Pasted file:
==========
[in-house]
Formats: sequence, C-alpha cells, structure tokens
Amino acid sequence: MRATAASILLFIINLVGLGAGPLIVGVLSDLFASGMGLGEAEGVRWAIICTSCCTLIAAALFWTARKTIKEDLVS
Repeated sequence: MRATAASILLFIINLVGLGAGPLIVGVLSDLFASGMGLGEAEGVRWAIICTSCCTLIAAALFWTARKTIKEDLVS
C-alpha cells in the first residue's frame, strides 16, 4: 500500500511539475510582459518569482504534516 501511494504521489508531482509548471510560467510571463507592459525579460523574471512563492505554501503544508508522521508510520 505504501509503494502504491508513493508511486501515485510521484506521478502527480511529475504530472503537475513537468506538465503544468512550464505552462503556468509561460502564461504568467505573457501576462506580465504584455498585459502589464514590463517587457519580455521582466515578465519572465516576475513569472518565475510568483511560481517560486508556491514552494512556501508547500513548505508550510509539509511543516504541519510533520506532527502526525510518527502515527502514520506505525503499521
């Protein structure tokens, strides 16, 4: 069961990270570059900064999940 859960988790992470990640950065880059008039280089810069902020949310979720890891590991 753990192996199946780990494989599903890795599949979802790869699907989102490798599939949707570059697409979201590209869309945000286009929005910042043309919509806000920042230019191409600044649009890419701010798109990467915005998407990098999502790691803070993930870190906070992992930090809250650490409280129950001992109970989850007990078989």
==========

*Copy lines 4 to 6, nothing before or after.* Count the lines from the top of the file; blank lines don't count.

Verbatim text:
Repeated sequence: MRATAASILLFIINLVGLGAGPLIVGVLSDLFASGMGLGEAEGVRWAIICTSCCTLIAAALFWTARKTIKEDLVS
C-alpha cells in the first residue's frame, strides 16, 4: 500500500511539475510582459518569482504534516 501511494504521489508531482509548471510560467510571463507592459525579460523574471512563492505554501503544508508522521508510520 505504501509503494502504491508513493508511486501515485510521484506521478502527480511529475504530472503537475513537468506538465503544468512550464505552462503556468509561460502564461504568467505573457501576462506580465504584455498585459502589464514590463517587457519580455521582466515578465519572465516576475513569472518565475510568483511560481517560486508556491514552494512556501508547500513548505508550510509539509511543516504541519510533520506532527502526525510518527502515527502514520506505525503499521
């Protein structure tokens, strides 16, 4: 069961990270570059900064999940 859960988790992470990640950065880059008039280089810069902020949310979720890891590991 753990192996199946780990494989599903890795599949979802790869699907989102490798599939949707570059697409979201590209869309945000286009929005910042043309919509806000920042230019191409600044649009890419701010798109990467915005998407990098999502790691803070993930870190906070992992930090809250650490409280129950001992109970989850007990078989």